The Washington Post had a piece yesterday by Jason Ullner, a fellow Foreign Service Officer, entitled: "I work for Uncle Sam, and I’m proud of it".
In it, Jason echoes the frustrations many of us have felt (and blogged about) regarding the current climate in the states of using federal employees as the whipping boys over our budget problems.
Like many federal workers, I have sacrificed: a high-paying job in the private sector; a year of my life (and the first six months of my daughter’s life) spent in Iraq; long hours; high stress; pay freezes. I’m not complaining; in fact, I quite enjoy my career and my life in the Foreign Service. Yet when I hear our politicians talking about “fixing” Washington, I often wonder to myself: whom would they like to “fix?” Is it the guy I see on the Metro every day, heading to work at the Food and Drug Administration to ensure that our food is safe? Is it the woman going into Commerce Department headquarters to support U.S. companies abroad? Or do they mean the thousands of people who support our troops overseas? How about my fellow Foreign Service officers, who put themselves in harm’s way in Baghdad, Kabul, Damascus and hundreds of other places around the world?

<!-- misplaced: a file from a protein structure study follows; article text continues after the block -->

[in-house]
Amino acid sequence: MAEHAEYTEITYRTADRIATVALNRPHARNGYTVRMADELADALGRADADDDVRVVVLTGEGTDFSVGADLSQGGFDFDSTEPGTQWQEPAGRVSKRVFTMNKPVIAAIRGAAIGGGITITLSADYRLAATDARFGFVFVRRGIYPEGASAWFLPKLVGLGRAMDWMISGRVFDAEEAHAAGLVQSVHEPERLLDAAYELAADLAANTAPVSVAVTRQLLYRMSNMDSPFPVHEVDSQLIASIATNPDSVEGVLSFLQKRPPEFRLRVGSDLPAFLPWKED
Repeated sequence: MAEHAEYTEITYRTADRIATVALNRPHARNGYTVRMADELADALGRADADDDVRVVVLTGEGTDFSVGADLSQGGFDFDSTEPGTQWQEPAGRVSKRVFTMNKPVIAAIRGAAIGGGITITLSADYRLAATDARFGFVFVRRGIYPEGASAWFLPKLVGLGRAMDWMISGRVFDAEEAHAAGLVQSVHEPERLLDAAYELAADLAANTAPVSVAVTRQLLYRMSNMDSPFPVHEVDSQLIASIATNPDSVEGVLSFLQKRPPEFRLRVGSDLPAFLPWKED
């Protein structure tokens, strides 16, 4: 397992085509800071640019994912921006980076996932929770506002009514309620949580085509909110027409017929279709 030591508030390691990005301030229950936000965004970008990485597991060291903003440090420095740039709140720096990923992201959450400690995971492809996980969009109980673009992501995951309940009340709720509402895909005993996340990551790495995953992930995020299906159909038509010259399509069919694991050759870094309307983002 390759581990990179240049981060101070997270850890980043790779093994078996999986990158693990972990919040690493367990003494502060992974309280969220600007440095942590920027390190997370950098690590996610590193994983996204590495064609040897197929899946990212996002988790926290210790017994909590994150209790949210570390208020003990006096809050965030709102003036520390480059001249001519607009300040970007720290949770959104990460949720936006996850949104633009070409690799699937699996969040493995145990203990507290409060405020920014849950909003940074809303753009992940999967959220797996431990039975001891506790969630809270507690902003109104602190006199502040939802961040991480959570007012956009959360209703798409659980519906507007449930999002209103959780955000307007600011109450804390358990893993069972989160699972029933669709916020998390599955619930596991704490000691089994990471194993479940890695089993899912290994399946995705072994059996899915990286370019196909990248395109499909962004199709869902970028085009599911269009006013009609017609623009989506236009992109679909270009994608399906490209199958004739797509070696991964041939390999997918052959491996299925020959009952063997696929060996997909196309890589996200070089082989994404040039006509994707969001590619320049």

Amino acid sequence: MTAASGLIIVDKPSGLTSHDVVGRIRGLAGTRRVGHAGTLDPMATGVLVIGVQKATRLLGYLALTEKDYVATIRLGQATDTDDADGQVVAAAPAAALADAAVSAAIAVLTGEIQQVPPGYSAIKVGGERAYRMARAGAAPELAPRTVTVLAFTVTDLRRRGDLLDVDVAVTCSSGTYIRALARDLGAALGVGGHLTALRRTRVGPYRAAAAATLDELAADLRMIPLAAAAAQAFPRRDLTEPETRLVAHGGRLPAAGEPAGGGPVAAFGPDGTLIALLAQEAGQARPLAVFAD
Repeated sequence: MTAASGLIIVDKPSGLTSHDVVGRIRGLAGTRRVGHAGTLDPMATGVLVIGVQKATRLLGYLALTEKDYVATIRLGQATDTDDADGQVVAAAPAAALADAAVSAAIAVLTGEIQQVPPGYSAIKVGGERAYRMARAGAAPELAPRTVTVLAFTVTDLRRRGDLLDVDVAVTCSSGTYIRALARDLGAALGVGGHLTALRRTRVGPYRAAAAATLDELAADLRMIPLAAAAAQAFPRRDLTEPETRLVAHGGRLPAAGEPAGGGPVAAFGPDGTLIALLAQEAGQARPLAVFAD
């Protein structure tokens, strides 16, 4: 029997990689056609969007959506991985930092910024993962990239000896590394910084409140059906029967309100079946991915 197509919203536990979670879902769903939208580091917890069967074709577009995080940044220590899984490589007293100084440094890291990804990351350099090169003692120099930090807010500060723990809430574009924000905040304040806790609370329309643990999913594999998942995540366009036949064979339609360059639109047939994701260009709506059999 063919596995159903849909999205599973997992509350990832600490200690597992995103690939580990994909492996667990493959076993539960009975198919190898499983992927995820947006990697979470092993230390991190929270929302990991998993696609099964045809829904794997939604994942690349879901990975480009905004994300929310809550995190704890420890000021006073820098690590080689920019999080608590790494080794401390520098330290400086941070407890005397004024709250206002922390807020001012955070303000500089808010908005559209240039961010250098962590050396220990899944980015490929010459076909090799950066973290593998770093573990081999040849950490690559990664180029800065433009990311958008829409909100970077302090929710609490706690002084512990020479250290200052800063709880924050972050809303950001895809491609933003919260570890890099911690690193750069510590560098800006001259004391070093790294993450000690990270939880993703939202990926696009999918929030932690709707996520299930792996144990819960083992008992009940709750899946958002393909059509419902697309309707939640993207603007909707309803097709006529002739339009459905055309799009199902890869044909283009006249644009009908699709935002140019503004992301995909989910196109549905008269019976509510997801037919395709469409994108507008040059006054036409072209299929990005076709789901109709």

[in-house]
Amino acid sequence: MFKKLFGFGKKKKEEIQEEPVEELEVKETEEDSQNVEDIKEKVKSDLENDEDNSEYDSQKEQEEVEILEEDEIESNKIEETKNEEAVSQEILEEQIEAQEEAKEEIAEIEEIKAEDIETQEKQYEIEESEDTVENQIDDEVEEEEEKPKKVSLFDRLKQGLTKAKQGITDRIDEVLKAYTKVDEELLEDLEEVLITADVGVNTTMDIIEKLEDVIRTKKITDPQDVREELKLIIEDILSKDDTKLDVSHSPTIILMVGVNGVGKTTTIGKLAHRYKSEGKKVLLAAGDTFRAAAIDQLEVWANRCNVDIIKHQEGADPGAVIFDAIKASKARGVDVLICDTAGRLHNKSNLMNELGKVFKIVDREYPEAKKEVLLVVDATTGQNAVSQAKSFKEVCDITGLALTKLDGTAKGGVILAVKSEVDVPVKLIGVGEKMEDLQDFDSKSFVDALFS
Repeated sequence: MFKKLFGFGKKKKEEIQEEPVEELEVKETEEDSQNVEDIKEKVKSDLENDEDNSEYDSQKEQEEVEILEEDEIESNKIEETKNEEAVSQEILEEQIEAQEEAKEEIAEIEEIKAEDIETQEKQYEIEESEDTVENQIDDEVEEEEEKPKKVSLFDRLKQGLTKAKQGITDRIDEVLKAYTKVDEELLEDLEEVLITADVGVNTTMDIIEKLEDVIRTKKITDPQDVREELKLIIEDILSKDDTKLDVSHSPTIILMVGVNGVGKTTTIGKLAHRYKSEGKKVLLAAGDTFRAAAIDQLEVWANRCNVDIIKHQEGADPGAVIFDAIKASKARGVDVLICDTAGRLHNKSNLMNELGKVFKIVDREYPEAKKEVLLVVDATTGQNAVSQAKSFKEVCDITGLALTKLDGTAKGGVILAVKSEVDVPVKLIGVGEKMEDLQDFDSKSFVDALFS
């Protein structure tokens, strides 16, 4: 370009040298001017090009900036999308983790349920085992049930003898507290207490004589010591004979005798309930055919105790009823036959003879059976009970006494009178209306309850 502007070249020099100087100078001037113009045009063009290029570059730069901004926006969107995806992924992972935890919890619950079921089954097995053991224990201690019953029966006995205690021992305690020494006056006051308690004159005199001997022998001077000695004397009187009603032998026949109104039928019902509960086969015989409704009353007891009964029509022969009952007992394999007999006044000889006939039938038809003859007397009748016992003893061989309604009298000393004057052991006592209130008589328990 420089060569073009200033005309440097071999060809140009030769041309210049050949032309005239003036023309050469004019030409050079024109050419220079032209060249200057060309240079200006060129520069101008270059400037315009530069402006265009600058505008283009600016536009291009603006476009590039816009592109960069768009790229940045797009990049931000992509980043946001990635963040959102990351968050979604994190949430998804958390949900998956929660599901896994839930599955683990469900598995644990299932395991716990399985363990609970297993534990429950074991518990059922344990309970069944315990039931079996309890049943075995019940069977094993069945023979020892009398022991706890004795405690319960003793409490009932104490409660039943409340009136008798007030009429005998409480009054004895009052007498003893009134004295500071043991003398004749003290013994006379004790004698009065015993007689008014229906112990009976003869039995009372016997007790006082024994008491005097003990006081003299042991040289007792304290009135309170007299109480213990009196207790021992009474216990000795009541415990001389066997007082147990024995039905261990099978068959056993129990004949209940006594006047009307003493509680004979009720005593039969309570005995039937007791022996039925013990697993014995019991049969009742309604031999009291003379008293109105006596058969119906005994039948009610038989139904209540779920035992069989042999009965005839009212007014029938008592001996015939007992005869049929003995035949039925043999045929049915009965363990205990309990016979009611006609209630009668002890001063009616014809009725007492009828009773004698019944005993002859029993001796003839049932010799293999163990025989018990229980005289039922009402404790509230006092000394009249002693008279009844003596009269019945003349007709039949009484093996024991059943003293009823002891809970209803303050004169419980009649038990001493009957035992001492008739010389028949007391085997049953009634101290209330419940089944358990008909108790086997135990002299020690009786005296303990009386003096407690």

So to all our politicians, I implore you: Stop using the government workforce as a political football. Just stop. It demeans you, it demoralizes us, and it is counterproductive to drive away the best and brightest from working for the betterment of this country.
We don’t do our jobs for glory, or money or power. We do them — and do them well — because we take pride in our work and pride in representing the United States of America.
You can ready the entire piece here.